"Hi, Kitty. I just want to bring up a point you seem to be missing: If those fourteen 'murder victims,' as you call them, really were vampires, is it really murder?"

Ooh, controversy. "What do you think?"

"Well, I'd call it self-defense. Vampires are predators, and their only prey is humanity. Humanity has a vested interest in getting rid of them whenever they can." Sounded like a rancher talking about wolves.

"Gee, Ray. Some of my best friends are vampires. What if the vampire in question has never killed anyone? Let's say she only takes blood from voluntary donors, keeps to herself, never causes trouble. Then one day some crusading vampire hunter comes along and stakes her just because she's a vampire."

"That's been going on for hundreds of years. I think you're the first person to call it murder ."

"Actually, I'm not. And at the risk of offending lots of people out there in lots of different ways, the Nazis didn't call it murder either." I clicked him off the line before he could say anything indignant. "Let me present another thought experiment. We've got a werewolf, vampire, whatever. He's killed someone for no good reason. What should happen? If it were a normal person, he'd get arrested, go on trial, and probably go to jail for a really long time. Maybe be sentenced to death if the situation warranted. Now, let's take the werewolf. Can we put a werewolf in jail for a really long time? What are they going to do with him when the full moon comes along? Or the vampire—do you realize how impractical it would be to sentence a vampire to life in prison? I've got Timothy on the line. Hello."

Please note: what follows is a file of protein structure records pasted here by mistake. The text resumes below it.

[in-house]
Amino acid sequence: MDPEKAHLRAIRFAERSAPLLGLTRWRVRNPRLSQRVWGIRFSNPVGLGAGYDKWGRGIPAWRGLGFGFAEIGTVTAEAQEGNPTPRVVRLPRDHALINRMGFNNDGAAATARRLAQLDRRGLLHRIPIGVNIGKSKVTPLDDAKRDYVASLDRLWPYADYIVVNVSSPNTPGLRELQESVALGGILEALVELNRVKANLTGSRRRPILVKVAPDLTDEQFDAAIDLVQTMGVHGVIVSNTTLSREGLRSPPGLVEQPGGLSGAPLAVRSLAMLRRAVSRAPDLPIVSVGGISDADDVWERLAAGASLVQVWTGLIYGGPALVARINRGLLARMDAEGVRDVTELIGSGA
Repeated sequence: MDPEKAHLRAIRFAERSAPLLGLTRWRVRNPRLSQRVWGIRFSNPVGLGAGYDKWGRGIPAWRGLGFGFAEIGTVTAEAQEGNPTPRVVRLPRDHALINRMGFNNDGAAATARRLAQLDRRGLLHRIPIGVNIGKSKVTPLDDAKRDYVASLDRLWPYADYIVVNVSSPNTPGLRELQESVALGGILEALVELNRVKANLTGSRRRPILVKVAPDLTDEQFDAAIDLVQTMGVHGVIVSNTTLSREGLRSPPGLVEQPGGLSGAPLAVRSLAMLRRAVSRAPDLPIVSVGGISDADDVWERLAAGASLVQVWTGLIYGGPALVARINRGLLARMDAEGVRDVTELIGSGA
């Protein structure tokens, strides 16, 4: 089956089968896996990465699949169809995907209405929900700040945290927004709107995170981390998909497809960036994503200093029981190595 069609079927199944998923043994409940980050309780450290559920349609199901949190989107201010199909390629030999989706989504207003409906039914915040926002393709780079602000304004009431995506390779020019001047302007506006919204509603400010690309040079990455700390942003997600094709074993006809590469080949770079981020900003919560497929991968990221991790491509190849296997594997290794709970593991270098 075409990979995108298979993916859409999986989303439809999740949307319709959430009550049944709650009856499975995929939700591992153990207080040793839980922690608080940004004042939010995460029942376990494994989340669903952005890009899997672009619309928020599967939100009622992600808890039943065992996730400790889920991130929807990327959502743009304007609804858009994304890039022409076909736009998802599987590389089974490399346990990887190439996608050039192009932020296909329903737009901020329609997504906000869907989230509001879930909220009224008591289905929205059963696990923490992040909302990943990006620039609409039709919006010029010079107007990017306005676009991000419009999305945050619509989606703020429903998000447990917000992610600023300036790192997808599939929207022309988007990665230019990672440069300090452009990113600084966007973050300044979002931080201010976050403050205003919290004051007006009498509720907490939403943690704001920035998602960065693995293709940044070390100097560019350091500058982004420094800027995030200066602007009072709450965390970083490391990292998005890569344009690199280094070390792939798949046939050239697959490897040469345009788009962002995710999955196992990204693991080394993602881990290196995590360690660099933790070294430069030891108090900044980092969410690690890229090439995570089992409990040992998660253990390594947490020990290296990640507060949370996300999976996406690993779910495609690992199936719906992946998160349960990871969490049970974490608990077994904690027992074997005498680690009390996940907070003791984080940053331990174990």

The caller said in a low, smooth voice, "Of course it's impractical sentencing a vampire to life in prison. I think there'd be no other choice but to have a vampire hunter take care of the problem. That's what they're for."

"So you're saying law enforcement should stay completely out of it. Just let the vampire hunters loose willy-nilly."

"Of course not. Unless the vampires are allowed to hunt the hunters, willy-nilly, as you say."

I was guessing he was a vampire. He had that arrogant tone, and that clipped diction that usually meant someone had learned to speak in a culture that valued refined grammar, which meant not recent culture.

"Which is still outside mundane law enforcement. The supernatural underground should take care of its own, is that what you're saying?"

"I believe it is. If a werewolf kills another werewolf in the course of a pack dominance challenge, do you really want the police to become involved?"

Ouch. Double ouch. But I'd asked for it. That'd teach me to do a show on a personal topic I was worried about. Unfortunately, I wasn't the type to backpedal. I read a quote by Churchill once: If you're going through hell, keep going .